First Nations business leaders in focus: Leah Cameron

Marrawah Law
Marrawah Law Founder and Principal Solicitor Leah Cameron (centre) with colleagues (from left) Kylie Arlidge and Mikaela French.

Tasmanian-born Trawlwoolway (Palawa) woman Leah Cameron had seen that many First Nations people were receiving inadequate support from legal advisors because of a cultural divide.

In 2013 she formed Marrawah Law to help bridge this gap.

The Indigenous firm – led by Leah as Principal Solicitor – provides commercial, native title and property law services. With offices in Brisbane, Cairns, Melbourne and Hobart, its service offering over the last decade has expanded to assist not only its Aboriginal and Torres Strait Islander clients, but also large corporates and governments.

Among Leah’s many accolades, she was last year recognised as Indigenous Businesswoman of the Year by Supply Nation, and in 2018 (and 2016) as First Nations Lawyer of the Year by Queensland Law Society. She was also recently appointed as an Indigenous heritage expert on the Australian Heritage Council, and as a board member for Community Enterprise Queensland.

Leah recently shared her insights with QLS Proctor.

QLS Proctor: Could you tell me more about your work at Marrawah Law?


Leah: As the Founder and Principal Solicitor, I balance my time working ‘in the business’ and ‘on the business’. I work directly with our clients but also support the team in their work with clients. I also do a lot of networking, business development and, because we are growing, recruitment.

Like many founders who are also working parents, it can be a juggle, but I am so proud of the team we are growing and the level of service we are providing to our clients. We are also supporting other Aboriginal and Torres Strait Islander businesses to succeed, which is critically important to me.

QLS Proctor: What does ‘Indigenous Business Month’ mean to you?

Leah: As an Aboriginal woman I know all too well how important it is for Aboriginal and Torres Strait Islander people to ‘do things the right way, not the easy way’. When I established Marrawah Law, the driver was not only to provide culturally appropriate advice and representation, but for the advice to be given by people who knew first-hand the clients’ experiences and respected the clients’ right to speak for themselves and self-determine.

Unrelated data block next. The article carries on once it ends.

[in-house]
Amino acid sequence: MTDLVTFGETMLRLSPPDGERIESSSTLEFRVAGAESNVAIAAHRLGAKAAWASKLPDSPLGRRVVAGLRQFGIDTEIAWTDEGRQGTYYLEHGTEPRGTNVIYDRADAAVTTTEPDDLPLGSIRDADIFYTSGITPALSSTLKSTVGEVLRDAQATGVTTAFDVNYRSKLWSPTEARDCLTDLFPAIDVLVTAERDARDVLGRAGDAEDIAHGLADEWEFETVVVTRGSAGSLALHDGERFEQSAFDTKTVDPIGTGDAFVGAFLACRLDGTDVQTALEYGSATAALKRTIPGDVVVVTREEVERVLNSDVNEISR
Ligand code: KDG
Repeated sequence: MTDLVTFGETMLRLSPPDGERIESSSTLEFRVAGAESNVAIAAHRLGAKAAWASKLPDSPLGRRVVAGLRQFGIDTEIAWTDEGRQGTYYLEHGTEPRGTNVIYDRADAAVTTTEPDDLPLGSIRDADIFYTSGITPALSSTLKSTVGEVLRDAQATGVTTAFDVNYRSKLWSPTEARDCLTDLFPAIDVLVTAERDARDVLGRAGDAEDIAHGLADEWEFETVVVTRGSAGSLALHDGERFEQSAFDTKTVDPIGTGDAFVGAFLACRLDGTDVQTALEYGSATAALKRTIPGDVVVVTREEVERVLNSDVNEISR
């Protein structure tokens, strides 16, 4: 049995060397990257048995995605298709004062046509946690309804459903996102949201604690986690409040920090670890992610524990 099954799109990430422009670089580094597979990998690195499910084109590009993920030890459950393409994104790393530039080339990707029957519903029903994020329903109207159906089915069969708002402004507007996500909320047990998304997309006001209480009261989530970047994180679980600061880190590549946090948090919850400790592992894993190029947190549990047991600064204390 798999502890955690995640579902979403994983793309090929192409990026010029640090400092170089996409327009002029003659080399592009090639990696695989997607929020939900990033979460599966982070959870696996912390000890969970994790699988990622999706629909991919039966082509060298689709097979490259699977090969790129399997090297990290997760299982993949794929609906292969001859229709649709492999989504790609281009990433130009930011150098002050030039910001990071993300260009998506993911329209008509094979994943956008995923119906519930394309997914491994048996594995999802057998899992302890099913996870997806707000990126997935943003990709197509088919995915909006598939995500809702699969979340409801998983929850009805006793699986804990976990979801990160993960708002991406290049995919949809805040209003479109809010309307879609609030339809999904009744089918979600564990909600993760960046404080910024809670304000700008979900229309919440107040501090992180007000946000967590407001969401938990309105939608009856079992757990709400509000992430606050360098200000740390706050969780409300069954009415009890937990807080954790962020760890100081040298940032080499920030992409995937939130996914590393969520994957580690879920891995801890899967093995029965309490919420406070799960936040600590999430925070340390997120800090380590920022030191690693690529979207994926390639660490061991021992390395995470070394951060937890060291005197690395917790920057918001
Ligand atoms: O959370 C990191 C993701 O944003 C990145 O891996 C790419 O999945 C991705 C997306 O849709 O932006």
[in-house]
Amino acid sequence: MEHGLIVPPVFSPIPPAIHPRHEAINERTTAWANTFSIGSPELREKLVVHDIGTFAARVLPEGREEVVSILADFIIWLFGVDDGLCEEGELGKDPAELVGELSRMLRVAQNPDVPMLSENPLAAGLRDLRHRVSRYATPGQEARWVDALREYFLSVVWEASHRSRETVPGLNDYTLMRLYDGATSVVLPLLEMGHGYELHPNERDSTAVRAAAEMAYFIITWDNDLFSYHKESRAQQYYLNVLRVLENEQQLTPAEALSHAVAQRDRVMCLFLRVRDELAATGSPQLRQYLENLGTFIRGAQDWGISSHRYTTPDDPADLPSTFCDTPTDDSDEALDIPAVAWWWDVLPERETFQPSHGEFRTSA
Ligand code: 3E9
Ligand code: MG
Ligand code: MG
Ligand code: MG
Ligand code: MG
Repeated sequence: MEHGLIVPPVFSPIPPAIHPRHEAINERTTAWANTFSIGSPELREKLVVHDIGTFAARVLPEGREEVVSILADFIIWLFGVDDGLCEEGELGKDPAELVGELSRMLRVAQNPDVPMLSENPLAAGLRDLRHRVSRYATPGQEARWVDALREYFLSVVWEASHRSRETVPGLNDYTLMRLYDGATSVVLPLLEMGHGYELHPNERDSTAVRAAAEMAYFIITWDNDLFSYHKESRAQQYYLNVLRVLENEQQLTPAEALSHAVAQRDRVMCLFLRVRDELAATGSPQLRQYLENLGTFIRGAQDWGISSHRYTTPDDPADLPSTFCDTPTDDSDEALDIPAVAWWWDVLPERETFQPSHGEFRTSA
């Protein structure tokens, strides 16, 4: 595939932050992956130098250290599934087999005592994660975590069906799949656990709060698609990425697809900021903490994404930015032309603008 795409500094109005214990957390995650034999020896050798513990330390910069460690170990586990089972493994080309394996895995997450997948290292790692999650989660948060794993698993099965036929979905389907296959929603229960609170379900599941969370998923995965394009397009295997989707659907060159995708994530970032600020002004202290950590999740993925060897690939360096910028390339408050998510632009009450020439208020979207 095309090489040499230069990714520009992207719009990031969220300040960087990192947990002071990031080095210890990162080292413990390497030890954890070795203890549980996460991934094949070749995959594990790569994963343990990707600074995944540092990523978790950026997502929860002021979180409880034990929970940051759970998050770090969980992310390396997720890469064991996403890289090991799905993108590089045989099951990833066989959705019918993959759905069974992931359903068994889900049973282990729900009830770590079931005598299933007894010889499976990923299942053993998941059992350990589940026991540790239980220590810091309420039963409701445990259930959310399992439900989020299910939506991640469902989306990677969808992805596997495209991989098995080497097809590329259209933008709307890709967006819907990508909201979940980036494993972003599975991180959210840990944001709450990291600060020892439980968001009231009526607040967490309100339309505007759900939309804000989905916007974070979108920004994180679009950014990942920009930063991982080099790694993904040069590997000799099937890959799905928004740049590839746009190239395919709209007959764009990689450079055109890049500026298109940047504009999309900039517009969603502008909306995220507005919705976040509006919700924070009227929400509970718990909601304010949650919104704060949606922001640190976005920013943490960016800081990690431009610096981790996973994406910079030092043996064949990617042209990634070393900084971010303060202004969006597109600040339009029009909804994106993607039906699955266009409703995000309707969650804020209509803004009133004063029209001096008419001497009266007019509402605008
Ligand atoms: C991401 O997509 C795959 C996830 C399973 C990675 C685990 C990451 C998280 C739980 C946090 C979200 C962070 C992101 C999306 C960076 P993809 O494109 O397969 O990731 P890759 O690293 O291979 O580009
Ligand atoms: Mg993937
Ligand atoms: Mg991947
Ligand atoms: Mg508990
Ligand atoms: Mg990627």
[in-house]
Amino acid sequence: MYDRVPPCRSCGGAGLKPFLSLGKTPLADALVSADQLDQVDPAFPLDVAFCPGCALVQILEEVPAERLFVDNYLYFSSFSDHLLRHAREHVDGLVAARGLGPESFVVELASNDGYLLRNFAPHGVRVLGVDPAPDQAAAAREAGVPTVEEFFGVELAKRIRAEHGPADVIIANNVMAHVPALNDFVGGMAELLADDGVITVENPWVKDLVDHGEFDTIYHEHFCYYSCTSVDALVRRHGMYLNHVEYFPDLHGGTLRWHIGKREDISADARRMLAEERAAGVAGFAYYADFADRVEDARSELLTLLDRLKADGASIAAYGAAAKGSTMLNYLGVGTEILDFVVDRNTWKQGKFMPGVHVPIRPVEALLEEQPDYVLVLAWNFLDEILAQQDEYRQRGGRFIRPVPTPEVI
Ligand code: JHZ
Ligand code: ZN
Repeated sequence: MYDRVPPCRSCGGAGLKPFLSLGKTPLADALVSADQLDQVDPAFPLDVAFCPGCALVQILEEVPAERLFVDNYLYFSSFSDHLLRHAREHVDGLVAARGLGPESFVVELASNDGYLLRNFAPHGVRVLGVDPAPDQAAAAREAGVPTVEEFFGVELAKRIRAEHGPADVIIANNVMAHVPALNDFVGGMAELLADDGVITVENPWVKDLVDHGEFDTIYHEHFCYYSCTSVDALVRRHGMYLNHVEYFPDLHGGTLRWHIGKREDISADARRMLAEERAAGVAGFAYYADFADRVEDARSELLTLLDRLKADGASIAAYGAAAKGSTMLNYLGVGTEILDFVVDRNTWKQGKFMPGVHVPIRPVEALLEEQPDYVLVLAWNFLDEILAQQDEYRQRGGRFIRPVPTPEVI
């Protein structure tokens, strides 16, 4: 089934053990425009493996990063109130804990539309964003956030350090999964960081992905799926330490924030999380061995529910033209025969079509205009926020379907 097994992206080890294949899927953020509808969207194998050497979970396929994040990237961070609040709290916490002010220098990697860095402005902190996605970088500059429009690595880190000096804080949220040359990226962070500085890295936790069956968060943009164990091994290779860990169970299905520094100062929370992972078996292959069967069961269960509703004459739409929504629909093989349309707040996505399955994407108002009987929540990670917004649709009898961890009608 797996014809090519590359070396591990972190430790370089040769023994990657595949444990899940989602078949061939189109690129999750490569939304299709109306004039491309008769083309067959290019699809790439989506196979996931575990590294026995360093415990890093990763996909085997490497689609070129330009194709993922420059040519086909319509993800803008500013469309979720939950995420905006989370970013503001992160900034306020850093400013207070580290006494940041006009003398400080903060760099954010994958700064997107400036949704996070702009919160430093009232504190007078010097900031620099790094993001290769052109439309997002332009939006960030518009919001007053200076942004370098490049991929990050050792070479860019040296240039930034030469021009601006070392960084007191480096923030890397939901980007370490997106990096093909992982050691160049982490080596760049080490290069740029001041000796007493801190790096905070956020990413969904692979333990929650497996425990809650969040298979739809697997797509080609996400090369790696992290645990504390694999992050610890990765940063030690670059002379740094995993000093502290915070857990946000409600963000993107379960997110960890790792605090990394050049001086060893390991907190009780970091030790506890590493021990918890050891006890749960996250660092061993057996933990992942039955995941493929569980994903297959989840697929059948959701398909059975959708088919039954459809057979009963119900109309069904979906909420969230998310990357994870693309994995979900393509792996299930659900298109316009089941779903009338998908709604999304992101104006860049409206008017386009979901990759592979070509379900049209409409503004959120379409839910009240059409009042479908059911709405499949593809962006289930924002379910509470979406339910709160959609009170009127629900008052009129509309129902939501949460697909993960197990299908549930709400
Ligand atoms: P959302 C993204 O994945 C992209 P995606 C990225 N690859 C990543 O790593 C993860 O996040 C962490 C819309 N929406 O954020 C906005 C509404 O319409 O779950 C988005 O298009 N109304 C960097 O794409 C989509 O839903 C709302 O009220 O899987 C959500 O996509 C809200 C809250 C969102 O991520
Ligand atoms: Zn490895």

Indigenous Business Month is really important to shine a light on those companies that are working hard to deliver the highest level of services or goods. We work closely with other Indigenous businesses, so we welcome the opportunity to celebrate our successes.

QLS Proctor: You founded Marrawah Law almost 10 years ago. How have you seen its impact grow over this time?


Leah: While there has been an increase in diversity in the past decade, when I was studying and first entered the workforce there were very few lawyers who shared my experiences, and the experiences of the communities they were going about to ‘serve’. 

In establishing a boutique practice, initially focused on native title and commercial law to support Indigenous business and Traditional Owners, my priority was to ensure that there would be Aboriginal and Torres Strait Islander lawyers bringing their unique perspectives to the table. As Marrawah Law has grown and diversified, I am proud that our corporate and government clients also understand the critical importance of Aboriginal and Torres Strait Islander people having the right advice – and the space and support – to make informed decisions.

With our ambitious growth plans, I want to cement Marrawah Law’s position as the leading 100% Indigenous-owned law firm in Australia – recognised for strong values-based outcomes for clients and sought-after by employees as a diverse, flexible and rewarding place to work.

QLS Proctor: How can members of the legal profession further support the advancement of First Nations businesses and initiatives?

Leah: It is concerning, but not surprising, to see that the number of Aboriginal and/or Torres Strait Islander lawyers has not increased considerably since the 2020 National Profile of Solicitors data was gathered. However, it is pleasing to see the increasing numbers of female lawyers across the nation.

Diversity comes in many forms, and it’s critically important to have this data to remind us that we definitely still have work to do. Increased representation of First Nations lawyers will take time, but the signs are positive and the legal sector is to be congratulated on its efforts.


As legal professionals it is important to support others, particularly emerging practitioners; role model the work you do and share your experiences. The profession can assist in improving the diversity of our profession from the earliest of stages. We can be offering First Nations’ university students work placements or cadetships, looking to employ graduates and then champion the good work that they do in a range of areas.

Read more on Indigenous Business Month (1-31 October) and the work being done by Marrawah Law.

Indigenous Business Month

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